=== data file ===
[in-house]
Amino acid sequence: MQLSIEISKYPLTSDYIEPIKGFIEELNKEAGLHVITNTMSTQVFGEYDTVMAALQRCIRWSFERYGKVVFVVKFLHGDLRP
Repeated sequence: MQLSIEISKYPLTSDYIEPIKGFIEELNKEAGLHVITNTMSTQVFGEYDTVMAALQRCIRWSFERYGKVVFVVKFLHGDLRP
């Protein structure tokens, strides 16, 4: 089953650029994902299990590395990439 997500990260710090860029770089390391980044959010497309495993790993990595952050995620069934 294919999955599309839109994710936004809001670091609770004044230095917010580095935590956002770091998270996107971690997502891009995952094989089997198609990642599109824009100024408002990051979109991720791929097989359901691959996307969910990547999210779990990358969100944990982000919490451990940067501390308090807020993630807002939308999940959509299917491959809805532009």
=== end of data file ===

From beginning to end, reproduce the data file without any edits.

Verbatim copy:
[in-house]
Amino acid sequence: MQLSIEISKYPLTSDYIEPIKGFIEELNKEAGLHVITNTMSTQVFGEYDTVMAALQRCIRWSFERYGKVVFVVKFLHGDLRP
Repeated sequence: MQLSIEISKYPLTSDYIEPIKGFIEELNKEAGLHVITNTMSTQVFGEYDTVMAALQRCIRWSFERYGKVVFVVKFLHGDLRP
């Protein structure tokens, strides 16, 4: 089953650029994902299990590395990439 997500990260710090860029770089390391980044959010497309495993790993990595952050995620069934 294919999955599309839109994710936004809001670091609770004044230095917010580095935590956002770091998270996107971690997502891009995952094989089997198609990642599109824009100024408002990051979109991720791929097989359901691959996307969910990547999210779990990358969100944990982000919490451990940067501390308090807020993630807002939308999940959509299917491959809805532009």